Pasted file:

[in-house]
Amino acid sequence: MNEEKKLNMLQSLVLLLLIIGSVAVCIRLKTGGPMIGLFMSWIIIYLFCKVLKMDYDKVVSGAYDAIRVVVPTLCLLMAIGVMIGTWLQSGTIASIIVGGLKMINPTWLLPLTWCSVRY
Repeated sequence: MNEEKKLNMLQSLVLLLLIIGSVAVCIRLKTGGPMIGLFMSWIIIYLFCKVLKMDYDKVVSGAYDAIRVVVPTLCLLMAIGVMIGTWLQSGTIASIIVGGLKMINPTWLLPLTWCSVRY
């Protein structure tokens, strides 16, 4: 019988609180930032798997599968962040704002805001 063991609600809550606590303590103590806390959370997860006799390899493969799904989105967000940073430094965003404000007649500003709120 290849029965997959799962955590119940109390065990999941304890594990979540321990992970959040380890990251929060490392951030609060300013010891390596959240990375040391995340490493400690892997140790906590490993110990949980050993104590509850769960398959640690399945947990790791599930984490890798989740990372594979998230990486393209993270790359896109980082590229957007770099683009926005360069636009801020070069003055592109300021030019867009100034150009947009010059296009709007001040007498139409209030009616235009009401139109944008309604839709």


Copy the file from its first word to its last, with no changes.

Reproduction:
[in-house]
Amino acid sequence: MNEEKKLNMLQSLVLLLLIIGSVAVCIRLKTGGPMIGLFMSWIIIYLFCKVLKMDYDKVVSGAYDAIRVVVPTLCLLMAIGVMIGTWLQSGTIASIIVGGLKMINPTWLLPLTWCSVRY
Repeated sequence: MNEEKKLNMLQSLVLLLLIIGSVAVCIRLKTGGPMIGLFMSWIIIYLFCKVLKMDYDKVVSGAYDAIRVVVPTLCLLMAIGVMIGTWLQSGTIASIIVGGLKMINPTWLLPLTWCSVRY
């Protein structure tokens, strides 16, 4: 019988609180930032798997599968962040704002805001 063991609600809550606590303590103590806390959370997860006799390899493969799904989105967000940073430094965003404000007649500003709120 290849029965997959799962955590119940109390065990999941304890594990979540321990992970959040380890990251929060490392951030609060300013010891390596959240990375040391995340490493400690892997140790906590490993110990949980050993104590509850769960398959640690399945947990790791599930984490890798989740990372594979998230990486393209993270790359896109980082590229957007770099683009926005360069636009801020070069003055592109300021030019867009100034150009947009010059296009709007001040007498139409209030009616235009009401139109944008309604839709």